As the Captain says, if a dozen or more people all point out the same flaw (plot hole or something) then think about changing, otherwise stick to your guns or you'll end up writing someone else's book.

Debs said...

Thanks for the feedback, I shall take it all on board and do as you suggest.

Chris, positive thoughts winging their way to you right now.x

KeVin K. said...

Okay, I'm on record about this in a couple of places.
It's your story. Trust your instincts. They're what make it your story.

Before I made my fist sale, a Star Trek short story called "Personal Log," it was read by two published Trek authors.

One was Ann (A. C.) Crispin. She wrote me a pretty detailed letter explaining all the things I did wrong, from basic premise on up. She'd put a lot of thought and time into that lettter.

The other was Dean Wesley Smith, who was also the editor of the anthology. He rejected the story the first time I submitted it with one scrawled line: "rough transitions lose reader."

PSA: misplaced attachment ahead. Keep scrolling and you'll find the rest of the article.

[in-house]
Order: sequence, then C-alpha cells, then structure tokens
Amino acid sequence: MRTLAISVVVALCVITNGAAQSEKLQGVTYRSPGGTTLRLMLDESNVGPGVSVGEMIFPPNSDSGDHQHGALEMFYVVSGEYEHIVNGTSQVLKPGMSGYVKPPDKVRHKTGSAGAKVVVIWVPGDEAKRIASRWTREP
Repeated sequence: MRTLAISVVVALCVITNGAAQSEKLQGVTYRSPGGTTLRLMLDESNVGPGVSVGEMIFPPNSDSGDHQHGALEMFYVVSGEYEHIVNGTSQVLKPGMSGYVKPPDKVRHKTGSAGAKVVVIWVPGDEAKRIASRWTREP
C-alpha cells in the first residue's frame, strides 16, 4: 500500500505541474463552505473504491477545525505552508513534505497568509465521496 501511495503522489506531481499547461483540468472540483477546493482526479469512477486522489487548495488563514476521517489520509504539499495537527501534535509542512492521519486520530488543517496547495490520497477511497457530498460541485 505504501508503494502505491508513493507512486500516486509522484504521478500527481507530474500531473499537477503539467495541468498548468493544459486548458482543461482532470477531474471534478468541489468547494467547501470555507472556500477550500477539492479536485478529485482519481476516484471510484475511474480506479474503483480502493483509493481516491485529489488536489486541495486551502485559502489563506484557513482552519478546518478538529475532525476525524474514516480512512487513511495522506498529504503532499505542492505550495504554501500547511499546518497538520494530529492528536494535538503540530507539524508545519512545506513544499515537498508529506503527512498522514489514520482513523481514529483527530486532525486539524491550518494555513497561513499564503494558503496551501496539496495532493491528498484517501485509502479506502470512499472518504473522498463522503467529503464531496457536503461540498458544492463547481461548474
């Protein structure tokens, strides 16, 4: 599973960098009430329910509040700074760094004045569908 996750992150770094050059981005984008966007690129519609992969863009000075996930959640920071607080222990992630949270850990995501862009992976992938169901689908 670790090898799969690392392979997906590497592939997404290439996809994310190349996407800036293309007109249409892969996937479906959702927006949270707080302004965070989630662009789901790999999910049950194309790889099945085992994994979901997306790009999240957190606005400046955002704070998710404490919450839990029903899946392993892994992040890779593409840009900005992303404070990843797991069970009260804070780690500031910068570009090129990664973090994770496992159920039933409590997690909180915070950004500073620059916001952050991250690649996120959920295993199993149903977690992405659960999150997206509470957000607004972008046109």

What did I do? I reread my story, saw what Dean meant about my fondness for dramatic/abrupt transitions, tore out 400 hundred "surprise" words, put in about 120 "smoothing out" words, and sold the story.

I would listen to technical advice. But beyond that, it's you and your story.

L-Plate Author said...

God, Debs, you know I am the queen of redrafting. My first novel, abandoned now, believe it or not, I have 18 drafts. That is 18 drafts with an agent who just wanted this changing, then this, then this, then this, you get the picture? That's why I let it go in the end, it had been messed with too many times and also it had lost its freshness to me as the author. I was a bit like Graeme (well, after this rewrite it's got to be to a publishable standard!) but in the end it lost its sparkle because she meddled too much.

When I started to write a new novel and a new genre, the work flew out and I've done about two rewrites and a couple of edits on book one and it looks like it is ready. What I will say is that I learned how to write better during the process so no rewrite is ever wasted, although you tend to think so at the time.